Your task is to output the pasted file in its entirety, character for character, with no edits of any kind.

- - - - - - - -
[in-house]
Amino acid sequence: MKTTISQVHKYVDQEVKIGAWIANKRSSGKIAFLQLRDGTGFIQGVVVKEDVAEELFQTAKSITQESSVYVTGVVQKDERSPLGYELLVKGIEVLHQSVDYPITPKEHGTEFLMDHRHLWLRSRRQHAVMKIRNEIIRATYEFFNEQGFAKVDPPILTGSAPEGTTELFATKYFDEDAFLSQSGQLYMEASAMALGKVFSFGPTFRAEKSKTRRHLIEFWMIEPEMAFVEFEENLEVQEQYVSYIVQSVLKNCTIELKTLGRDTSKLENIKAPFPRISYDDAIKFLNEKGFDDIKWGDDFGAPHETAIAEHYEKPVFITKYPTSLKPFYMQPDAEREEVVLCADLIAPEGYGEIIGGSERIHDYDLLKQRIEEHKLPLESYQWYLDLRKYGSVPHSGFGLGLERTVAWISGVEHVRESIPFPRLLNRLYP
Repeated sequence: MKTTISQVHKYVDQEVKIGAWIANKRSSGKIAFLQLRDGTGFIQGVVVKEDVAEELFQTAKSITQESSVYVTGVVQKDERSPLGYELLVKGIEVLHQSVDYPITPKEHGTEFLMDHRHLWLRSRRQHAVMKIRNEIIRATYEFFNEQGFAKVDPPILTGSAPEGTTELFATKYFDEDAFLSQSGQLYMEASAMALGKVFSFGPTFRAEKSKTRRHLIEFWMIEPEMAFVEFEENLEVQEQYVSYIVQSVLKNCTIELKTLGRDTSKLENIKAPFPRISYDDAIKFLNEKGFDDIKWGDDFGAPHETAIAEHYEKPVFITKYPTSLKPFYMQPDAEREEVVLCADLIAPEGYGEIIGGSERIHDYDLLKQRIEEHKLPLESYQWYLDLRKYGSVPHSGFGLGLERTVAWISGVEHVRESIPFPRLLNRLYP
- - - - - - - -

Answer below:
[in-house]
Amino acid sequence: MKTTISQVHKYVDQEVKIGAWIANKRSSGKIAFLQLRDGTGFIQGVVVKEDVAEELFQTAKSITQESSVYVTGVVQKDERSPLGYELLVKGIEVLHQSVDYPITPKEHGTEFLMDHRHLWLRSRRQHAVMKIRNEIIRATYEFFNEQGFAKVDPPILTGSAPEGTTELFATKYFDEDAFLSQSGQLYMEASAMALGKVFSFGPTFRAEKSKTRRHLIEFWMIEPEMAFVEFEENLEVQEQYVSYIVQSVLKNCTIELKTLGRDTSKLENIKAPFPRISYDDAIKFLNEKGFDDIKWGDDFGAPHETAIAEHYEKPVFITKYPTSLKPFYMQPDAEREEVVLCADLIAPEGYGEIIGGSERIHDYDLLKQRIEEHKLPLESYQWYLDLRKYGSVPHSGFGLGLERTVAWISGVEHVRESIPFPRLLNRLYP
Repeated sequence: MKTTISQVHKYVDQEVKIGAWIANKRSSGKIAFLQLRDGTGFIQGVVVKEDVAEELFQTAKSITQESSVYVTGVVQKDERSPLGYELLVKGIEVLHQSVDYPITPKEHGTEFLMDHRHLWLRSRRQHAVMKIRNEIIRATYEFFNEQGFAKVDPPILTGSAPEGTTELFATKYFDEDAFLSQSGQLYMEASAMALGKVFSFGPTFRAEKSKTRRHLIEFWMIEPEMAFVEFEENLEVQEQYVSYIVQSVLKNCTIELKTLGRDTSKLENIKAPFPRISYDDAIKFLNEKGFDDIKWGDDFGAPHETAIAEHYEKPVFITKYPTSLKPFYMQPDAEREEVVLCADLIAPEGYGEIIGGSERIHDYDLLKQRIEEHKLPLESYQWYLDLRKYGSVPHSGFGLGLERTVAWISGVEHVRESIPFPRLLNRLYP